And now you've got –
COVID obviously from two years ago where you had sports restrictions, et cetera, then obviously that we've now ramped out of that. So that most all sports events are now open as usual.
And then just one last one from me, when you look at the World Cup this year, how much is that a benefit to your 2022 outlook?
The World Cup towards the latter end of the year and so, from our point of view, yes, it's in there. But remember, it still slow. So we've got some of it in there. But then we've got lots of other competition definitely all the top. So this business is about all sports events, whether it's the EPL, the NBA, the IPL, Esports, et cetera. So from sports, we try in the range across the globe and in cases one brand of Betway.
So we open for every sports across the globe with our customers in all the 25 different jurisdictions that we operate in and growing. And that's key. Obviously, with casino, it's more about the random number generating giving customers into the casino, which is obviously open 25 days, seven days a week.
Thank you. [Operator instructions] Our next question comes from the line of Bernie McTernan with Needham & Company. Please proceed with your question.
Great. Thanks for taking the questions. Just thinking on Canada, I was just wondering if there is anything – I know there's a lot to talk about competition, but what are you guys doing from a customer retention standpoint to make sure that you can retain your own customers in light of this new competition? Are there any changes in strategy that you're doing now relative to six or 12 months ago?
Hi. It's Spencer, Bernie. Look, I think from a general point of view our belief in our methodology is strong. We take a customer-by-customer view on every single individual using a very, very broad range of metrics across a significant range of timeframes. We're evaluating that data in close to real time. We're responding to that in close to real time.
And we are offering the customer in a responsible way and what we think is the appropriate products and at the appropriate values and so on and so forth for them. And we don't think that anything changes just because we now may see more competitors or we may see slightly differing regulations.
A lot of the things that are in the regulations the things that we were doing already and again, that only applies to Ontario, where anything is changing. So I don't know that we see the need to change the game plan. It works around the world in regulated jurisdictions everywhere. Ontario is joining that list doesn't change very much from our point of view.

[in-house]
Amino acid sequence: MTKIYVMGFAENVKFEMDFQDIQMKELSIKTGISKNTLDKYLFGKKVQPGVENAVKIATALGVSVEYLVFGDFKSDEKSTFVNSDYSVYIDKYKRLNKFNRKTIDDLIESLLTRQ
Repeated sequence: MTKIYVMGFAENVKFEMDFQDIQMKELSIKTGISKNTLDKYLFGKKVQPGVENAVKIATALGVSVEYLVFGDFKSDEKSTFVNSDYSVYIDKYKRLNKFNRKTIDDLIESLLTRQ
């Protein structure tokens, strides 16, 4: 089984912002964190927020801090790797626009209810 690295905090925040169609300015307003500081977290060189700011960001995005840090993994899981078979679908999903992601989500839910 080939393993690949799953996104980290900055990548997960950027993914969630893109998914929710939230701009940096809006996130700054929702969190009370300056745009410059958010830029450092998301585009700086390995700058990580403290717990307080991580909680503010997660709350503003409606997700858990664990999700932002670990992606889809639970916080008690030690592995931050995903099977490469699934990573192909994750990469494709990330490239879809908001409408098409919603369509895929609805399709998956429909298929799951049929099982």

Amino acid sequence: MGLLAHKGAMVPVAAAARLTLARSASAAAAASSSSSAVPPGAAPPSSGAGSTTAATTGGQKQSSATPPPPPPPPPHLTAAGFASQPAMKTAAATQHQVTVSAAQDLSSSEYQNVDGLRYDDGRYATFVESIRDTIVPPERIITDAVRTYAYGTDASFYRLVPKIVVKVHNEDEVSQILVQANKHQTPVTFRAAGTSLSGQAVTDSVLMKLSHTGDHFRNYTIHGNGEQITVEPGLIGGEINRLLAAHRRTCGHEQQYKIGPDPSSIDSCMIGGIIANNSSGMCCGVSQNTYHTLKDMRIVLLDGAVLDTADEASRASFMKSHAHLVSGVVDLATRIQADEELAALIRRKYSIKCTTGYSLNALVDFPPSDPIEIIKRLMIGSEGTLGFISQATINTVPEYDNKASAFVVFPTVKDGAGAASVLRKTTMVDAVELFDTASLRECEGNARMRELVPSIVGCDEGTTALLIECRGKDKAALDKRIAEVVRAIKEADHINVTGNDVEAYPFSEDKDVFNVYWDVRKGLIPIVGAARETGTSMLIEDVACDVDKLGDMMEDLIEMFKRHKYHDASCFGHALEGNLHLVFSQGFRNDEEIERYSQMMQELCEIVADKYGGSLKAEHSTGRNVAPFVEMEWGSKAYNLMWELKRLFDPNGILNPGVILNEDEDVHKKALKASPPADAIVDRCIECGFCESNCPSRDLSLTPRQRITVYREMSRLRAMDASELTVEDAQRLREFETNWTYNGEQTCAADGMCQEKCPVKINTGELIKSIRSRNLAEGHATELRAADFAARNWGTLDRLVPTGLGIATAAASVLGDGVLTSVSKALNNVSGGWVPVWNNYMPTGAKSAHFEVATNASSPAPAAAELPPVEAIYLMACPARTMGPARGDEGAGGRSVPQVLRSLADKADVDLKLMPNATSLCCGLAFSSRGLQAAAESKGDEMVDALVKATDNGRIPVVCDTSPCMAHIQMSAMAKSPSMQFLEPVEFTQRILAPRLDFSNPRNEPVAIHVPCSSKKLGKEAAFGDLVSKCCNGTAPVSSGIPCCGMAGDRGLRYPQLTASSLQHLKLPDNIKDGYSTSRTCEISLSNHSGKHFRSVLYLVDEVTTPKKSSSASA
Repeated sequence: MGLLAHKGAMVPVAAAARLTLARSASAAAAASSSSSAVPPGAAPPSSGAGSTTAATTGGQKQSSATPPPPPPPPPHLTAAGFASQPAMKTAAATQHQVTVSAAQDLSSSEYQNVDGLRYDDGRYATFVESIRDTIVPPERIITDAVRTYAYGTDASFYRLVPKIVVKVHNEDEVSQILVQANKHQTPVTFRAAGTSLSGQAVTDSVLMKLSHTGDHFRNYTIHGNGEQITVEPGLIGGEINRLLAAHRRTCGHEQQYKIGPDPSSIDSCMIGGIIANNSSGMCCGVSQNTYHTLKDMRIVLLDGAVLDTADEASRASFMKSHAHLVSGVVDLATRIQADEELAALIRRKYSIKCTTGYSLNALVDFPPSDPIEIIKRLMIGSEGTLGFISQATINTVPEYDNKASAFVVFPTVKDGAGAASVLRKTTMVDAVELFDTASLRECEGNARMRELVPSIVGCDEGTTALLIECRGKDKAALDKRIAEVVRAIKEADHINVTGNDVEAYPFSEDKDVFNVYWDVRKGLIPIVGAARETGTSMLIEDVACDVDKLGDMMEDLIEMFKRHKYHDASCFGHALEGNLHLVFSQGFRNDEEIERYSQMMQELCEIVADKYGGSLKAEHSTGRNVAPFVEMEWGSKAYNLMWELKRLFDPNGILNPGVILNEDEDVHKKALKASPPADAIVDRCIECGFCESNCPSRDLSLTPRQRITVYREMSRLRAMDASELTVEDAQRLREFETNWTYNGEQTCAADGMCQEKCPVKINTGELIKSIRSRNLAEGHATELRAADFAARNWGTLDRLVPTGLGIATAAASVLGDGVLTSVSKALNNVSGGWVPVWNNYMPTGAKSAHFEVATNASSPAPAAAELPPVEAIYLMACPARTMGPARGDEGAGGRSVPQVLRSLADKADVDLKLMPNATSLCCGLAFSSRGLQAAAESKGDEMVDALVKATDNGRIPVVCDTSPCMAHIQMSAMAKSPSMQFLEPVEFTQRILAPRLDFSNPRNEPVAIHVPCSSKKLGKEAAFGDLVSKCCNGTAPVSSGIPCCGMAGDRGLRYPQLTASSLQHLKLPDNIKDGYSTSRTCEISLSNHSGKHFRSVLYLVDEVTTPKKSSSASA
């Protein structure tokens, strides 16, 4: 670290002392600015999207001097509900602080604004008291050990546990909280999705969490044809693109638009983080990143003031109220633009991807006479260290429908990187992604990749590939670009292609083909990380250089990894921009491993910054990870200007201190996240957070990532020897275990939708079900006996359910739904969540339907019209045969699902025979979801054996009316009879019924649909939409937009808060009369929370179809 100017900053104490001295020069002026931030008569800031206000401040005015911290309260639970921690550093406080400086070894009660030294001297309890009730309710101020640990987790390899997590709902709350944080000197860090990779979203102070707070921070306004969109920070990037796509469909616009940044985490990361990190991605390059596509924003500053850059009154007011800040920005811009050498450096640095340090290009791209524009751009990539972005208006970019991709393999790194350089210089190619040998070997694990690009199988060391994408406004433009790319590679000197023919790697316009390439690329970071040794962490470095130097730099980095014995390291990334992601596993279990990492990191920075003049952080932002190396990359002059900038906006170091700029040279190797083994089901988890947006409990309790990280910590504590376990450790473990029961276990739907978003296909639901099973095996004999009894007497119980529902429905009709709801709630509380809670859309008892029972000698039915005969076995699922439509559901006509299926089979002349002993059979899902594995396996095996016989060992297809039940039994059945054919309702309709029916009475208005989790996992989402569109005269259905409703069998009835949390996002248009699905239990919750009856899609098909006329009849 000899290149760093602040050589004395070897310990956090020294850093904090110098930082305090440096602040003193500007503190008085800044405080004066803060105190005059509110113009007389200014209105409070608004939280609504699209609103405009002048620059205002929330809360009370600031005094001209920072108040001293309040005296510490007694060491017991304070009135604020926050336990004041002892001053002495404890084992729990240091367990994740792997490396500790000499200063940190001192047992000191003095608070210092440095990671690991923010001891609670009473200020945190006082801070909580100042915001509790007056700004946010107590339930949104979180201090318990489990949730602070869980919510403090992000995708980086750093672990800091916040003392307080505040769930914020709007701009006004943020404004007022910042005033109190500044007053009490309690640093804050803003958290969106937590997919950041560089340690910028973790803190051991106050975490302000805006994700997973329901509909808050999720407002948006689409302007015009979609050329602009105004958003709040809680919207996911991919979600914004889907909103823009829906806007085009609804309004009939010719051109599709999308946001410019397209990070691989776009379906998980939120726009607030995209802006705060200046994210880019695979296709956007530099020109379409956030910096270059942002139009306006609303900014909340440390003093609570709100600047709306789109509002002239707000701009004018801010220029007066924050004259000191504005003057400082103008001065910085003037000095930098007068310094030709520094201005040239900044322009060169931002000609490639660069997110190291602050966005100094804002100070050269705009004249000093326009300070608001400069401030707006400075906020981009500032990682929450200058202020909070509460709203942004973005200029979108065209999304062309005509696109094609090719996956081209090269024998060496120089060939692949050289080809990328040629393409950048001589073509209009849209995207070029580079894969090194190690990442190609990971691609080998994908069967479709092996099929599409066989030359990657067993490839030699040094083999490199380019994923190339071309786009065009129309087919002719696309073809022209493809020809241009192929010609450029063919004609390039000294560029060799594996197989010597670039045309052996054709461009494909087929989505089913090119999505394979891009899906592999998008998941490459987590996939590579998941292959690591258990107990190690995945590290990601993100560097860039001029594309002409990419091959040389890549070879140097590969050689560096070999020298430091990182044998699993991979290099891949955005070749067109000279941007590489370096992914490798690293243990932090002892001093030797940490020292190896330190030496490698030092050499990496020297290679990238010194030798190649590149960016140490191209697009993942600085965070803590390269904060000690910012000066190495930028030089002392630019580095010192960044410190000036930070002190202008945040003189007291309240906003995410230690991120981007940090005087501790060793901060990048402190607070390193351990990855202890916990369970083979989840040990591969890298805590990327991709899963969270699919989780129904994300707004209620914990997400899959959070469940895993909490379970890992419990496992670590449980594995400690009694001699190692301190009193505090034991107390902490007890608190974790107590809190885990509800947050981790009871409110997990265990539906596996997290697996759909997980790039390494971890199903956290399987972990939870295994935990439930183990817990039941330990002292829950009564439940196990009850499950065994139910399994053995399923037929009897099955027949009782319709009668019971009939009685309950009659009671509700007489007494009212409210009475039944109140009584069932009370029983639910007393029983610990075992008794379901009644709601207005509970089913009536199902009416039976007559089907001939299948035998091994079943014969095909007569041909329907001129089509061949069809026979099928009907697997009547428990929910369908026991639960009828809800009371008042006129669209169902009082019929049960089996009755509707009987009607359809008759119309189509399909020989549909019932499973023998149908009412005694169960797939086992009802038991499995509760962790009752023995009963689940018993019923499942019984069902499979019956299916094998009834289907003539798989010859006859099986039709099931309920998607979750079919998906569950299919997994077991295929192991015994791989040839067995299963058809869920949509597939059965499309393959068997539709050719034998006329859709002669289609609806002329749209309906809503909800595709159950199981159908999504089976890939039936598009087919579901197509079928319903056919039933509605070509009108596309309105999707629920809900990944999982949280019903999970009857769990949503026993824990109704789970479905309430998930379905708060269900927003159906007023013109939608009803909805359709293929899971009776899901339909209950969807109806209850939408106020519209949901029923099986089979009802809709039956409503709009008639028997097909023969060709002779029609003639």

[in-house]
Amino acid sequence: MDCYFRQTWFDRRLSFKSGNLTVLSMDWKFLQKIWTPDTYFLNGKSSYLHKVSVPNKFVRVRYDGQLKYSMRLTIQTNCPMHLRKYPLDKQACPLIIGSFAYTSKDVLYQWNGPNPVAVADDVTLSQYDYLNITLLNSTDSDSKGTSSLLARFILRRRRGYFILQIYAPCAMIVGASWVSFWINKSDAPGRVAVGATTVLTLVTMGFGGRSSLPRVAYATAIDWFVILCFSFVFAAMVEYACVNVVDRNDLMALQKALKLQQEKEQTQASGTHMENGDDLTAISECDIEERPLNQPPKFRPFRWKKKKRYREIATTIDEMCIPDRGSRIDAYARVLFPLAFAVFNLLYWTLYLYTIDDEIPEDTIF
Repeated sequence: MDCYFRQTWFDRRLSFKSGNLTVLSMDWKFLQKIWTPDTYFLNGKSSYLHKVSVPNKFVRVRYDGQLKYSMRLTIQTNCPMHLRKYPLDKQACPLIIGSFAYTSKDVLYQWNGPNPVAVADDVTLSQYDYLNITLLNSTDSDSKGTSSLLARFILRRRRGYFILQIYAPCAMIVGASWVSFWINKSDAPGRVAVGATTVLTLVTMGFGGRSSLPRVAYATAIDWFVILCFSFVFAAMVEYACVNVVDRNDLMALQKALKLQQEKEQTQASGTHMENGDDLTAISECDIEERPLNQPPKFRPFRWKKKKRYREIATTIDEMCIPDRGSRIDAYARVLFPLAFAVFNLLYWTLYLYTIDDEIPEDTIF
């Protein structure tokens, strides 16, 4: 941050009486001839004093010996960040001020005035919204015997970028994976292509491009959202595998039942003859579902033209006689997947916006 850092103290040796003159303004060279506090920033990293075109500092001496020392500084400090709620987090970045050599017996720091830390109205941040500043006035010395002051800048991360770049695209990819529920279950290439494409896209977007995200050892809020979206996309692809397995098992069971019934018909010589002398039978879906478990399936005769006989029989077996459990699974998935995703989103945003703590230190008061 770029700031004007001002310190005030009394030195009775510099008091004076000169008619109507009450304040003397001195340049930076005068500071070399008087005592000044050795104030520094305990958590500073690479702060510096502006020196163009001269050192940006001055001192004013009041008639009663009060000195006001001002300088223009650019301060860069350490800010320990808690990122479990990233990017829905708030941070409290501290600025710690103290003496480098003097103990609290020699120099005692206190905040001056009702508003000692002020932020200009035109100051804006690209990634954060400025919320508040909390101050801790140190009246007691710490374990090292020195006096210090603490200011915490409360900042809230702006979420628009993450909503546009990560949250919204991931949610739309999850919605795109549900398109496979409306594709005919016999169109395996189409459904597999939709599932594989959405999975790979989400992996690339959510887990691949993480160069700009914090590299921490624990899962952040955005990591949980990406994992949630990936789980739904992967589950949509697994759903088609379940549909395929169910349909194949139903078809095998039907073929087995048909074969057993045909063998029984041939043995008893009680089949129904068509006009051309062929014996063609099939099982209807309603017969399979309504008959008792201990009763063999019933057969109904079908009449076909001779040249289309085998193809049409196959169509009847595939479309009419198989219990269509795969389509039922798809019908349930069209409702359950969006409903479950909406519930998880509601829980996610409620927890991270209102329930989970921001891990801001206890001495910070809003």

And so I guess the point being that the new competition isn't throwing off your actuarial tables or whatever it may be in terms of what the impact is on your customers?
Look, I'm tempted to tell a joke about insurance companies. That I said, actually is the guy who looks out the back window and tells me which way to go. The truth is that it's a little early to tell whether anything is going to change. And I mean that my favorite saying is that anything about forecast is they're going to be wrong, it's just a question of how wrong they are going to be.
But we are comfortable that we're not seeing anything at this stage that is particularly scary. We're really not seeing anything at all or scaling alone, particularly. So no, I guess, over there. We don't see the game changes. We've got a strategy that's worked for many years and all the signs that it will continue to work, and we are continuing to refinance and improve it as we go.
And then I'll – this is Neal. I'll just to add in, you've seen in the New York with this huge bonus money and then the tax on bonus money. We've always been very careful with our bonus strategy and we'll continue to do that. And it's not you can bring them in the front door, but if your strategies are all wrong, you can't keep changing the odds of the game by giving free bonuses that the bet costs you more than actually the lifetime value of the customers.
So we've had this our whole two decades, and this is no different. We've learned over the last two decades from regulation from one market to another. So Ontario is no different and remember it’s only one province in Canada.
Understood. And then, when you finally do gain regulatory approval in Canada, will there be any blackout period from when you get approval to when you launch where you have to kind of cease operations as a – whether it be a couple of days or whatever it may be, where you would not operate anymore.
No. No. No. Businesses do and you roll in from the dot com into the regulated world, which has happened in other countries.
Understood. Okay and then maybe just lastly, as a follow-up to Stephen's question. Just, any impact on Russia, Ukraine that's implied in the guide or any way to think about the potential impacts?
Okay. So firstly - I'll take that. Firstly, for Ukraine, I hate go out to everyone there. We've got no exposure there. We've had no developers there in Ukraine, no business in Ukraine and funny enough when it comes to Russia, Super Group had basically no business in Russia. So we've had no impacts from that. But obviously, it's a critical situation that on and is still going on.
Great. Well, thanks for taking all the questions. Appreciate it.
Thank you. Our next question comes from the line of Michael Graham with Canaccord Genuity. Please proceed with your question.